Heathrow farewells aviation leader, Simon Newbold, after 27 years

Heathrow

By Heathrow

Published 28th February 2018

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Today, Heathrow farewells Simon Newbold after 27 years of service at the airport during which time he created the first nationally recognised airside certificate and trained hundreds of colleagues in airside operations.

Having started his career in September 1990 as a graduate management trainee, Simon has first-hand experience of what it means to learn new skills and build your career at the airport.

Like our current graduate scheme, Simon spent the two years venturing into several areas of the airport, including Baggage, Security and Airfield Operations. After completing the scheme Simon decided to make a career change and take on an operational role as Airfield Operations Marshaller.

“It wasn’t in the plan” explained Simon, “having completed a management graduate programme we were expected to take on a support role, but I wanted to be in the thick of it out on the airfield.”

Simon out on the airfield in 1992.

From Airfield Operations Marshaller, Simon moved into an Airfield Planning Officer role, leading on major maintenance works at the airport. He then returned to the front-line operation and was promtly promoted to a Supervisor, and took on a leading role in the training programme.

This dedication to training then saw him promoted to his current role as Airside Operations Training Manager.This dedication was also demonstrated outside the airport in his additional role as the co-chair of the Aviation Industry Skills Board.

In this role, Simon took a lead in the creation of the first nationally recognised Airside Operations certificate, known as the National Certificate in Airside Operations (NCAO).The certificate has been praised by several aviation leaders, including the CAA, and the first person to receive the qualification was our very own Heathrow colleague, Harry Cooper.

Simon during filming for BBC’s Airport Live.

Simon’s knowledge and passion of the airport also saw him host over 100 tours as the airport, become a star in the media by featuring in TV and Magazine articles about the airport, and most recently featured in Heathrow: Britain’s busiest airport.

From all of us at Heathrow – we say thank you to Simon for his incredible service at the airport.

Britain’s exporters risk being held back by a lack of access to key trading markets, new data has revealed today. As Britain prepares to leave the EU, the data shows that key routes from Heathrow to Shanghai, Delhi, Mumbai, Los Angeles, Tokyo Haneda and Dubai are virtually full and unable to accommodate further growth in trade. Combined, these six routes alone account for nearly 18% of Heathrow’s total cargo volumes.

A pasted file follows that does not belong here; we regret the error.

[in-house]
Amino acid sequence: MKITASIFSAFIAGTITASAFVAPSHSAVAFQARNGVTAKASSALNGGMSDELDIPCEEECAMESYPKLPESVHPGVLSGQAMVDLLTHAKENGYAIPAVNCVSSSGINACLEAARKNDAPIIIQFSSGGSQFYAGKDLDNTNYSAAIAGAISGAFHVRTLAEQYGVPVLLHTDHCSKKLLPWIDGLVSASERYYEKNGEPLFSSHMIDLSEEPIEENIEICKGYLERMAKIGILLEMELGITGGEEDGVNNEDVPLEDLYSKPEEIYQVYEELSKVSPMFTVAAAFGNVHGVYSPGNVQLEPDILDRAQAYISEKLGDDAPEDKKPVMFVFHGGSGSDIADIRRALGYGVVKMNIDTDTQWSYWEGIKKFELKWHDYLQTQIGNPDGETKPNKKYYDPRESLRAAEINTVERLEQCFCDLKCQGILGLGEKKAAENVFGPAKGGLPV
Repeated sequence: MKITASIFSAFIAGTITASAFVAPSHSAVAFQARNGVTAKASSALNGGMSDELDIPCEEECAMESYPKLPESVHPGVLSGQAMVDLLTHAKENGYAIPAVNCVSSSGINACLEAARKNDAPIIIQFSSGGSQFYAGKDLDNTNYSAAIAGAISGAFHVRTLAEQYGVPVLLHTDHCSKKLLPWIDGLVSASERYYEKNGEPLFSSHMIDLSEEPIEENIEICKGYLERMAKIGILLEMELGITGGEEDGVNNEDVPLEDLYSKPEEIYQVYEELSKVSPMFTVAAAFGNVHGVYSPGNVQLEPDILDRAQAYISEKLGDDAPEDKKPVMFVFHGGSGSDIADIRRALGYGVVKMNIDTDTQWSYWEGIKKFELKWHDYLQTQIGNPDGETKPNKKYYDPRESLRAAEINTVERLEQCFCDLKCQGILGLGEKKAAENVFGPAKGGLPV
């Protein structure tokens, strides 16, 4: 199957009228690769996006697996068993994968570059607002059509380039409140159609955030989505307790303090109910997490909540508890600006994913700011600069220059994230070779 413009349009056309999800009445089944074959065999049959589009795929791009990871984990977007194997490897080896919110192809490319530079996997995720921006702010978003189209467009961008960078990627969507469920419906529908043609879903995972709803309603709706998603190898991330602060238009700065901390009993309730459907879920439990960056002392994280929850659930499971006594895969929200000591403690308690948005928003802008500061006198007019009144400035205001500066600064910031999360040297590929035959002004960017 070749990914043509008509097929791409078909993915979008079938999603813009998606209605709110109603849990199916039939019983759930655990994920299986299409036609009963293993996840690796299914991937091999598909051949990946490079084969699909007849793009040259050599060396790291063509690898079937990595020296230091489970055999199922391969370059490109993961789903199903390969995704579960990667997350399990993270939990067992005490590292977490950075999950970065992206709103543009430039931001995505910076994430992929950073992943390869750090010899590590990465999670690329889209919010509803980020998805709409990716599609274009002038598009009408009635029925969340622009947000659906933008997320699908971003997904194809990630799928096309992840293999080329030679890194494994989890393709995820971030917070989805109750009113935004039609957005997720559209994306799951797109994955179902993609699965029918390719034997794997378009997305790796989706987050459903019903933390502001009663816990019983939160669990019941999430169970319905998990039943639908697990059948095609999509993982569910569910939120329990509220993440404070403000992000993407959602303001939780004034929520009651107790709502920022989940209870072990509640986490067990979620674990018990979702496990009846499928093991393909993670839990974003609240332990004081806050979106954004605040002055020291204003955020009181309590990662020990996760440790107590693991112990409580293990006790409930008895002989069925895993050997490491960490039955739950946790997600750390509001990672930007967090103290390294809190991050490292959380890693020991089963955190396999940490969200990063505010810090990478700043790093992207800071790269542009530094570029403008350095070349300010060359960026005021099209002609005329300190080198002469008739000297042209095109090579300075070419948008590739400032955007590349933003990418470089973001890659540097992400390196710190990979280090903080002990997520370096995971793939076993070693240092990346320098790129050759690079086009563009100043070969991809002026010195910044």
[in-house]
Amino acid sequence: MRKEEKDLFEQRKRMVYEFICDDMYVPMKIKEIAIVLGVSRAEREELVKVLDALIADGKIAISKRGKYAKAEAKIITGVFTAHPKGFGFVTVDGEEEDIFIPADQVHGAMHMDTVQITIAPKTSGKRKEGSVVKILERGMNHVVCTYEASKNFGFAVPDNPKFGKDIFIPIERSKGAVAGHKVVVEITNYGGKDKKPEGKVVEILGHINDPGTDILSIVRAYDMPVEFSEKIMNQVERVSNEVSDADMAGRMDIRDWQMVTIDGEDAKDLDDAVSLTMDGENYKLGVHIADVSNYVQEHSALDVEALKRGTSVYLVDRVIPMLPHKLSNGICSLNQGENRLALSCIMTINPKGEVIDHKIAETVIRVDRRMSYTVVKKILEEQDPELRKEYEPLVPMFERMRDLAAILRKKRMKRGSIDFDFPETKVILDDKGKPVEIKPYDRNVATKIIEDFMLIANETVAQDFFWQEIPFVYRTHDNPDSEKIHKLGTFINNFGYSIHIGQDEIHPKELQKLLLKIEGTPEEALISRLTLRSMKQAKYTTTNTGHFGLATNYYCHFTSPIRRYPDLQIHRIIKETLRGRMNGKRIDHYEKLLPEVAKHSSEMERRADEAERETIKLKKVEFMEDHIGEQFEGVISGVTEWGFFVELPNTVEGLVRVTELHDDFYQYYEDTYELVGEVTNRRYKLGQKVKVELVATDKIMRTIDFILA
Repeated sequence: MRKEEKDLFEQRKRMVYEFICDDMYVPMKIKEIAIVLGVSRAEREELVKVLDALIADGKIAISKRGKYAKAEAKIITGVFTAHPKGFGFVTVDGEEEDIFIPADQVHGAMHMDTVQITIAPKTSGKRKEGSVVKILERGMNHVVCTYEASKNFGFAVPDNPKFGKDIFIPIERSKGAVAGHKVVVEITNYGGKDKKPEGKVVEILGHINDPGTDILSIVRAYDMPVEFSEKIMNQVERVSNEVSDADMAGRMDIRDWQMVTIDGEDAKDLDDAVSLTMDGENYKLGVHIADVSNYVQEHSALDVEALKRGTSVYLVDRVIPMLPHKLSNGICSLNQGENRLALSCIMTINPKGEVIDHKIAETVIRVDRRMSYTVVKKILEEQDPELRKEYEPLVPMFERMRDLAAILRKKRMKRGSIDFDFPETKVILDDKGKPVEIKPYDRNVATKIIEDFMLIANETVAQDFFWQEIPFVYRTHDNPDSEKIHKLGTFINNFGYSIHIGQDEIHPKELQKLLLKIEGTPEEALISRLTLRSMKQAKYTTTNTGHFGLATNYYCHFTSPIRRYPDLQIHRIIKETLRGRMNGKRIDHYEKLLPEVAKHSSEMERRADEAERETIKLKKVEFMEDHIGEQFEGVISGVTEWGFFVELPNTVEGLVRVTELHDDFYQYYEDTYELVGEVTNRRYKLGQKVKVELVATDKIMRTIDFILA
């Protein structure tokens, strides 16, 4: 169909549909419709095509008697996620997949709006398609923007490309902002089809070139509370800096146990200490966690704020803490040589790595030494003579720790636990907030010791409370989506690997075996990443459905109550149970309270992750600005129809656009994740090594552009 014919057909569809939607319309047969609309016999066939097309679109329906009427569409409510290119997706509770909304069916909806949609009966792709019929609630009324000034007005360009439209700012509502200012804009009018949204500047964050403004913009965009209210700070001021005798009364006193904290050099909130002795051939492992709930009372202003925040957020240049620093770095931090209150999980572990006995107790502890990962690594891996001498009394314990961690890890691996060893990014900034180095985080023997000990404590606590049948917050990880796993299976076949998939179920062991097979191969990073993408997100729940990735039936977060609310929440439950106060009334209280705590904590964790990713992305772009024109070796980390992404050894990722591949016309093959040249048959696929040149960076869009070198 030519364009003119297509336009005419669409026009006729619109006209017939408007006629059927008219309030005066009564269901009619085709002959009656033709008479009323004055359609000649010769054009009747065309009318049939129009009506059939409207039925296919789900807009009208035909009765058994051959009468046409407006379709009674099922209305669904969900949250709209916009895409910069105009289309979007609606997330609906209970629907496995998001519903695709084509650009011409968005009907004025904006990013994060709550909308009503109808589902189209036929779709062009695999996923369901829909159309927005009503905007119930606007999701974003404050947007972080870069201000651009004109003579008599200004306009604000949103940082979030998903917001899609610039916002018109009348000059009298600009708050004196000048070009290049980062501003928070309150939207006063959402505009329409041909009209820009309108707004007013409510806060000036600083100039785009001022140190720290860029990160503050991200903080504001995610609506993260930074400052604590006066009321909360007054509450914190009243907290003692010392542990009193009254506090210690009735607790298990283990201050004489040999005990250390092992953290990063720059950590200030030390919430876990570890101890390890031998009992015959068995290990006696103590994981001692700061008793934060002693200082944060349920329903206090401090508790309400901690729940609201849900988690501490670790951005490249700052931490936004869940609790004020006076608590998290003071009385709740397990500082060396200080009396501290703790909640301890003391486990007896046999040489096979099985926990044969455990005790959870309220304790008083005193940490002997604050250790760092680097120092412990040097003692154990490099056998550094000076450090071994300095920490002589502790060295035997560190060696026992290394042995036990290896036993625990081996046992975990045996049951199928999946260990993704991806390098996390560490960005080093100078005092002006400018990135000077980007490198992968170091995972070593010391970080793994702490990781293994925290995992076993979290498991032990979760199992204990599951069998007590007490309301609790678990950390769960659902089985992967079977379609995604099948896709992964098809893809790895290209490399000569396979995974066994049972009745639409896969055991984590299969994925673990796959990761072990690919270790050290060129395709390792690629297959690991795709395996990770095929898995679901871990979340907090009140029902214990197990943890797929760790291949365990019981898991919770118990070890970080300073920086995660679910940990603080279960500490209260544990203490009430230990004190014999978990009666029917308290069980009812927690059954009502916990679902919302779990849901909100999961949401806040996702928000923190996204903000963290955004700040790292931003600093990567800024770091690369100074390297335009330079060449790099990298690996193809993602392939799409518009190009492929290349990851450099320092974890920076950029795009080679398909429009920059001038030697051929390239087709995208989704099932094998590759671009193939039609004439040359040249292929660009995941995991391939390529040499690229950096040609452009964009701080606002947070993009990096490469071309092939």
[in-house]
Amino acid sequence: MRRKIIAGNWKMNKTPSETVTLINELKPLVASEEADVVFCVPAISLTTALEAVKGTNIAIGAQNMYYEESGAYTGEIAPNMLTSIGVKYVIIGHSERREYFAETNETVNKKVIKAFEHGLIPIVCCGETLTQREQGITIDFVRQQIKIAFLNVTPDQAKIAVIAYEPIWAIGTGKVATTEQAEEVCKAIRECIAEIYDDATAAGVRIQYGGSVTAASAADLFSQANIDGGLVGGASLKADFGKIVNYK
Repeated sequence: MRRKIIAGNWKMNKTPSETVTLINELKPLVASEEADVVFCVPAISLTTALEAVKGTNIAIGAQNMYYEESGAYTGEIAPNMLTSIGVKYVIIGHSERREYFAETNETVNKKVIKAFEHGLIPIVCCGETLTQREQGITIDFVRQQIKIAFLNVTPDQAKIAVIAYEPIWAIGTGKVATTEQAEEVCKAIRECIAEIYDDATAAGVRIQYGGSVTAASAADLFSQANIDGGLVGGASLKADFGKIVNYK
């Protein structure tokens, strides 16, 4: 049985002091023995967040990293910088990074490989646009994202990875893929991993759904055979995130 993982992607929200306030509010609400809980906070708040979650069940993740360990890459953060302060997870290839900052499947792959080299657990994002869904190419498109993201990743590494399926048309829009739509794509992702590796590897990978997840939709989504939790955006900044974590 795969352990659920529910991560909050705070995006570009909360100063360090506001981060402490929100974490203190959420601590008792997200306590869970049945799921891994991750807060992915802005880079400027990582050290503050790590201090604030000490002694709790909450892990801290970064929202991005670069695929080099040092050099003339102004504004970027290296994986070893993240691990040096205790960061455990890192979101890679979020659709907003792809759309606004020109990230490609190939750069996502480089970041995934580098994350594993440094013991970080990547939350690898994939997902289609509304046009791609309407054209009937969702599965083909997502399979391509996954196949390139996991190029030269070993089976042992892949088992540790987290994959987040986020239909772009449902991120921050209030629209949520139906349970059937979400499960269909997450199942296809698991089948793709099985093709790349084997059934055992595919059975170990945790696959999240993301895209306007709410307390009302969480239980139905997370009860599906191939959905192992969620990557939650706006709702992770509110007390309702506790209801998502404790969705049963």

• New data reveals that some of Britain’s most important trading routes from Heathrow are virtually full

  • Britain’s exporters risk being held back by limited cargo space on key routes to China, Japan, India, the US and the UAE

  • To secure Britain’s global trading future post-Brexit, expanding Heathrow is now more important than eve

The data underscores the importance of expanding Heathrow at pace to ensure that Britain can thrive as an outward looking trading nation after Brexit. Heathrow is already the UK’s largest port by value – bigger than Felixstowe and Southampton combined – and handled over £106bn worth of goods last year.

Access to global markets through Heathrow is particularly important for high-value goods and SME exporters and with 33% of the UK’s non-EU exports already going through Heathrow, it is absolutely critical that Britain has the additional runway capacity at the airport to support further export growth to key markets.

Expanding Heathrow will double the airport’s cargo capacity and support up to 40 new long-haul trading links, helping to ensure that British exporters can reach new customers in fast-growing markets around the world.

Emma Gilthorpe, Heathrow’s Executive Director Expansion, said, “Expanding Heathrow couldn’t be more important for Britain’s future, as we’re already seeing some of our most critical trading routes reach capacity.”

Expanding Heathrow couldn’t be more important for Britain’s future, as we’re already seeing some of our most critical trading routes reach capacity. If we want Britain to thrive as a global trading powerhouse after Brexit, we need to get on with expanding Heathrow now.

Emma Gilthorpe, Heathrow Executive Expansion Director

“If we want Britain to thrive as a global trading powerhouse after Brexit, we need to get on with expanding Heathrow now.”

“That starts with the Government taking advantage of the consensus in Parliament and scheduling a vote in Parliament before the summer. With new capacity at our nation’s global gateway, we will unlock the trading opportunities that will underpin a prosperous future for all of Britain in the decades to come.”

Cargo capacity on full routes: